Wheaton College Norton, Massachusetts
Wheaton College
College History



Wheatons adopt Laban Wild

Childless after nine years of marriage, Eliza Baylies Wheaton and Laban Morey Wheaton adopted his young cousin Laban Wild (1835 - 1853). Virtually all that we know of the Wheatons’ adopted son comes from the biography of Eliza Baylies Wheaton, written by her dear friend and graduate of the Class of 1862, Harriet E. Paine. The account is worth quoting in full.

Laban Wild, a young cousin of Mr. Wheaton, was born in Boston in 1835, and was adopted by the Wheatons when three years old, taking the name of his adopted father, Laban M. Wheaton. Mrs. Wheaton often used to speak of him in a most loving, reminiscent manner, and certain mementoes of his childhood were tenderly preserved, especially a little low chair in which he used to sit by her side. Her journal says, "He was a lovely little boy, though his mother told us before we took him she did n’t know what to do with him, he was so head-strong." Mrs. Wheaton found no special difficulty for some weeks, when she attempted to teach him his letters, and was confronted by a fit of calm obstinacy. These seasons of obstinacy would occasionally come upon him as long as he stayed with the Wheatons, and at such times he was kept in his room till he yielded, when he came out. Mrs. Cyrus W. Allen writes of him: "I remember Laban when he first came to your house, a little boy, bright and interesting. I remember him as he was the first time you took him to church. I can perfectly recall his looks as you presented him for baptism. He looked very pale, as if the solemnity of the occasion awed him. I can see him now in his little green coat. I remember a day which I spent at your house, how he amused himself all day playing the merchant, talking incessantly, and asking innumerable questions, some of which would puzzle wiser heads than ours to answer.” Mrs. Judson writes after his death: "No event for a long time has so moved the fountain of tears as the death of this poor boy. My mind goes back to the time when you first brought him to Uxbridge some fifteen years ago, and follows him on some years as the most lovely and perfect child — so fascinating that many of his ways and sayings will be remembered as long as I live: later on, you begin to feel ‘anxious about Laban,’ you pray for him with great fervency and affection, and adopt the language of Abraham, ‘O that Laban might live before Thee.'"

I take it from all that I have read of him and heard from Mrs. Wheaton's lips that he was a boy with certain serious faults difficult to eradicate and of a temperament that must have required peculiar treatment. It would appear that excessive strictness might be as disastrous for him in one way as too great freedom in another. It is certain that he was very lovable and attractive, that he had many good qualities; but it seems that he might have been rather unsuitably placed at school. The last school that he attended was of confessedly rigid requirements. As the principal says, "We mark all irregularities, and a very limited number sends a boy home.” This principal writes wisely and kindly about Laban, appreciative of his good traits, but frankly says that this school is not the place for him. Unfortunately he fell to the tender mercies of a man not like the principal, but very like a stick attired in clergyman’s garb. The result of such a situation might easily be foreseen. The marks took him home. There was also a personal break in his relations with the Wheatons; something had been said and done, I do not know what. About two years later he writes them from his home in Newark. He has found employment in New York with a large wholesale firm and shows a delightful boyish pride in his promotion, in the confidence of the firm, for he goes on board vessels getting bills of lading signed, he collects notes and pays bills, thus being responsible at times for large sums of money with which he is intrusted. The letter rings with sincerity and is inexpressibly touching, there is such a mingling of manly independence with a regret for the wrong things said and done, such a longing for the hitherto unappreciated affection that had been bestowed upon him, a sense of loss from the "want of some one to look up to, and to direct [him] in the way which is right.”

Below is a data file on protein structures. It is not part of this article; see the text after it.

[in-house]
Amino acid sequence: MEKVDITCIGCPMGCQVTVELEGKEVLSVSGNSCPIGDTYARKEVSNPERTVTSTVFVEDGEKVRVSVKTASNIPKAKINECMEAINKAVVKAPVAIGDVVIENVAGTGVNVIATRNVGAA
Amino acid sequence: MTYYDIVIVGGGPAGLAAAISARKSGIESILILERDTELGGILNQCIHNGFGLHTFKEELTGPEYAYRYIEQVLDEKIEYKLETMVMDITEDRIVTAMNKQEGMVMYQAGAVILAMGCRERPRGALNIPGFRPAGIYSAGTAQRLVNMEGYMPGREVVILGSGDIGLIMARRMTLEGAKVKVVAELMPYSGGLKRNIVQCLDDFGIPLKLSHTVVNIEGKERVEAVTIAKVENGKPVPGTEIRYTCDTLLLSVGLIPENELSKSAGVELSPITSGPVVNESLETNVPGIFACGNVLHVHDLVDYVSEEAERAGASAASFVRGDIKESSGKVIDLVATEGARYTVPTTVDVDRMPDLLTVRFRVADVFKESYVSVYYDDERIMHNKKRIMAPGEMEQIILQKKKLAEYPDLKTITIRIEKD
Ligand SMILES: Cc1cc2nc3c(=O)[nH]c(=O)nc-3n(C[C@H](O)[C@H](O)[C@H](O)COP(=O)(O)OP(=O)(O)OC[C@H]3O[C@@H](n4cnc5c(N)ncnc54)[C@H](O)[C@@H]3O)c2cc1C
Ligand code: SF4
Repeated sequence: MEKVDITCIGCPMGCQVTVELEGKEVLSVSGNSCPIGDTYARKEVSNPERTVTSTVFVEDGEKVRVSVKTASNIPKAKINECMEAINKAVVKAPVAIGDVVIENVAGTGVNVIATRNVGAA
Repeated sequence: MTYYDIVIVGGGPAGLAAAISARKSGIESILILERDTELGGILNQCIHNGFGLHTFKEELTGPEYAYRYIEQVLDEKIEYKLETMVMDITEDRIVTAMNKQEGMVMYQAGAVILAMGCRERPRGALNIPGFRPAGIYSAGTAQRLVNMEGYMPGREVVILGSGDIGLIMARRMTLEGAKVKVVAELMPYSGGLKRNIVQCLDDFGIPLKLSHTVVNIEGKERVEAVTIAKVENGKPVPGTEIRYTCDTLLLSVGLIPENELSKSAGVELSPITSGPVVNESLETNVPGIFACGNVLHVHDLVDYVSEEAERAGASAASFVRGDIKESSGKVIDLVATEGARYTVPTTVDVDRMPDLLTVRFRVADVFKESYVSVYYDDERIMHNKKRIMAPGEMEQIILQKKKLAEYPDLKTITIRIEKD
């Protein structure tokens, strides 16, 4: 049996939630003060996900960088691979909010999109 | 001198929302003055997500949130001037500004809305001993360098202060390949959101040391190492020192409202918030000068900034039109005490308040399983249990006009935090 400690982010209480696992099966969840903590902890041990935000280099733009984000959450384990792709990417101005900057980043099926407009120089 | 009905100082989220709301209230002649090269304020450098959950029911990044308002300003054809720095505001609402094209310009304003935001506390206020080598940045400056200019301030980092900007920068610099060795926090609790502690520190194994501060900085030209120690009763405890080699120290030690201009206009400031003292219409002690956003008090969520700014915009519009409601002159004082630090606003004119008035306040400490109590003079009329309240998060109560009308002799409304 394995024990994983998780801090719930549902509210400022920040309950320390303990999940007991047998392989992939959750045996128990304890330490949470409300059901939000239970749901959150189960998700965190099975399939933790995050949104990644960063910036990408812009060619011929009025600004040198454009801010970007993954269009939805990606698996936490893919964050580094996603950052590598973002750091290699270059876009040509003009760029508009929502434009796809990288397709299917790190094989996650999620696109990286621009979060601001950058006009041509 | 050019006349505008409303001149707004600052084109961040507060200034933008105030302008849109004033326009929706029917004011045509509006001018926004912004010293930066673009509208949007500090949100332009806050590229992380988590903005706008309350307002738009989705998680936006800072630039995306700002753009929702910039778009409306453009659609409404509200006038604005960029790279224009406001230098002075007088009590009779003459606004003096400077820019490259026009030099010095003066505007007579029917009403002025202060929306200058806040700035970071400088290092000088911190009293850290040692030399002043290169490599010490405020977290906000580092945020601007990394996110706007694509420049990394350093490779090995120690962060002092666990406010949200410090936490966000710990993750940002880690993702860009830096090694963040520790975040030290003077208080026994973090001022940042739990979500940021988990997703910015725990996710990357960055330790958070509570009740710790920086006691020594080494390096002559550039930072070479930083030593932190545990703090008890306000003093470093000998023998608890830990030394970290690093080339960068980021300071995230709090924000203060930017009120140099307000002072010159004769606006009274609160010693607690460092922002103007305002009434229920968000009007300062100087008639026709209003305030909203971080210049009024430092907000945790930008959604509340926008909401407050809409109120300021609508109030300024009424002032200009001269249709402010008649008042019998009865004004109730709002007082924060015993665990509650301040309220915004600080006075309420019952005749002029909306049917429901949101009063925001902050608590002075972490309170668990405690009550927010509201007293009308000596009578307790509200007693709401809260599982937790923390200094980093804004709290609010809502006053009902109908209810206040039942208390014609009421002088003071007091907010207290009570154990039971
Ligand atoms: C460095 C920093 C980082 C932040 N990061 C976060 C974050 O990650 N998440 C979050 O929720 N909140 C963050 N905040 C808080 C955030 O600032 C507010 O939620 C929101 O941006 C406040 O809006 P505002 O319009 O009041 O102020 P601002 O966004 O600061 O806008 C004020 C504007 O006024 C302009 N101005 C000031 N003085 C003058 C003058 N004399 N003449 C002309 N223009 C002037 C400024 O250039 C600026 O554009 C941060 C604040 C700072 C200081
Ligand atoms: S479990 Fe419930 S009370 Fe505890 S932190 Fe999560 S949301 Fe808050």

Six months after this he was taken ill with typhoid pneumonia, which resulted in his death. From the beginning of his sickness, he continually called for his father and mother Wheaton, especially for the latter. They both hastened to him, but they could not grant his eager request, “Could n't you wrap me up and carry me to Norton?” for they knew the journey would be fatal to him. When the boy, scarcely eighteen, died, his body was brought to Norton, where the funeral services were held in church (the seminary girls walking with the mourners), and then was buried in the Wheaton lot on the Common. His adopted parents sorrowed greatly at his death. Perhaps their best comfort was that suggested by "Sister Cynthia" in a letter to Mrs. Wheaton. "It must be some alleviation of your sorrow to reflect that you were with him to soothe him in his sickness, and that, though not restored to your family circle, he was restored to your hearts and regarded you with filial affection."

[Harriet E. Paine, Life of Eliza Baylies Wheaton, Cambridge: The Riverside Press, 1907, pp. 34-37]

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